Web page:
It should be remarked that the combination of military discipline with school curriculum, thus giving to the students control and guidance, a feature absent from art schools at home, gave the earnest worker encouragement and showed most wholesome results in the work and character-training of the men. Far from finding the discipline irksome, they soon realized that it was the best aid in the serious pursuit of their studies. Verb. sap.
Unfortunately, all this ideal school work was brought to an abrupt close. By the receipt of a military order telling him to leave his study of art, the student suddenly awakened to the fact that he was still a soldier. He was instructed, to pick up his implements of war and go home, there to be free again, but to use for the betterment of his country all the experience and knowledge which his Government had made it possible for him to acquire.
My love was a house, a little, low thing, straggling over a bushy dune, but all my own, dreamed, drawn, created out of my veriest soul and self.
LIGHT bag in my hand, I walked very fast up the narrow boardwalk of the old fishing-village, my linen skirt flapping in the sea-breeze. It was the end of a fair day in June, and the low sun was coloring the harbor. I hurried along, a delicious consciousness making my heart warm within me. I was hurrying because I was going to my love. The boardwalk seemed to fly beneath me, and yet it interminably crawled. The old street, under its great willows, straggled relentlessly on, the sunlight warming the green-shuttered white houses and the long line of picket-fences, on which purple shadows were splashed. At last I passed a clear space between houses where fish-nets were drying; the boardwalk took a sudden lift up a little hill, and in the distance dunes appeared.
"Nearly sunset," I thought, hastening over the brow of the rise. "The carpenters will have gone long ago."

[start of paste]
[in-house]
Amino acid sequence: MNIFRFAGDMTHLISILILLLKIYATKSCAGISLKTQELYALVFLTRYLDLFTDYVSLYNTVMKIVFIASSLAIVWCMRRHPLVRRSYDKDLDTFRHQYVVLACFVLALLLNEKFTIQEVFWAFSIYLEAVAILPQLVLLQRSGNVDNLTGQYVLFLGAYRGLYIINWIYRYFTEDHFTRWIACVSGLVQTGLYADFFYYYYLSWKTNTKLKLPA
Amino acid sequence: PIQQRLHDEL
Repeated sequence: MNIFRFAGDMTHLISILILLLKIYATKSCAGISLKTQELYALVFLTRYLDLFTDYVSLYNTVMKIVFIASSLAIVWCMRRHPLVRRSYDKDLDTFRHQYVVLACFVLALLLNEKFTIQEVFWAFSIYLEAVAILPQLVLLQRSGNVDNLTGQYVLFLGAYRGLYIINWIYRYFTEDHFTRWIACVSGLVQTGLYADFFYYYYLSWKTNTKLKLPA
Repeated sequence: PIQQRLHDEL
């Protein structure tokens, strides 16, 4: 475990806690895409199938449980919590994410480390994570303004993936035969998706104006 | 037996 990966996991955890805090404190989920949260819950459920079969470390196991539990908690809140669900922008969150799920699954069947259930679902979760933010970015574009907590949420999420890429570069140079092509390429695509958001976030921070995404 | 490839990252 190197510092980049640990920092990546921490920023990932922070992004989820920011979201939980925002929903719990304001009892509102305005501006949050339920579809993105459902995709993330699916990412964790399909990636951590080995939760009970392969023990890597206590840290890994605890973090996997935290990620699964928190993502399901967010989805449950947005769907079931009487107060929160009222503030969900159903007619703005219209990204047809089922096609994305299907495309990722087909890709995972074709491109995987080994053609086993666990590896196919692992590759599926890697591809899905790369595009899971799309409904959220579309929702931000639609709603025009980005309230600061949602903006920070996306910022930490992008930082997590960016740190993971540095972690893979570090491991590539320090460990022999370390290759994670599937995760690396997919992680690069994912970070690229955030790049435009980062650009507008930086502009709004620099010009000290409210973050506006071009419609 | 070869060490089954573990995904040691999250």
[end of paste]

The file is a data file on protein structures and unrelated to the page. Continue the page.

My love was a house, a little, low thing, straggling over a bushy dune, but all my own, dreamed, drawn, created out of my veriest soul and self, and nearing completion now at the hands of lackadaisical local workmen. I resented these workmen. I loved every nail they drove, every beautiful fresh board they handled; but I wanted to handle them.
myself. It was tragic to be forced to turn over the realization of one's dream to a bunch of sea-bred insouciants. The little house, though yellow and raw now, would go gray after a winter's weathering, and cuddle that dune as if it grew there. Wild creepers would soon appropriate it and welcome; and bullbriers, convolvulus, wild things of all sorts, could have it if they would leave me just enough space to peep out at storms and sunsets and tides. That was all there was to be seen from my house, all I wanted to see. For months I had been living in a rush and clutter of people and work and plans, and was thirsting to be for once alone, to be cool, silent, creatively apart. Soltitudethere could be no more beautiful word. I had never known much of it, but the idea of it had always fascinated me; to be as that delightful medieval person, whether a lone lost knight or a melancholy and forsaken lady I have quite forgotten, who, on the edge of something also delightfully forsaken and forlorn, a marsh or a mere, was found
alone, and palely loitering,
had grown to be one of my half-conscious dreams. And just now I felt that no extent of solitude could be too great; a year would not be too much.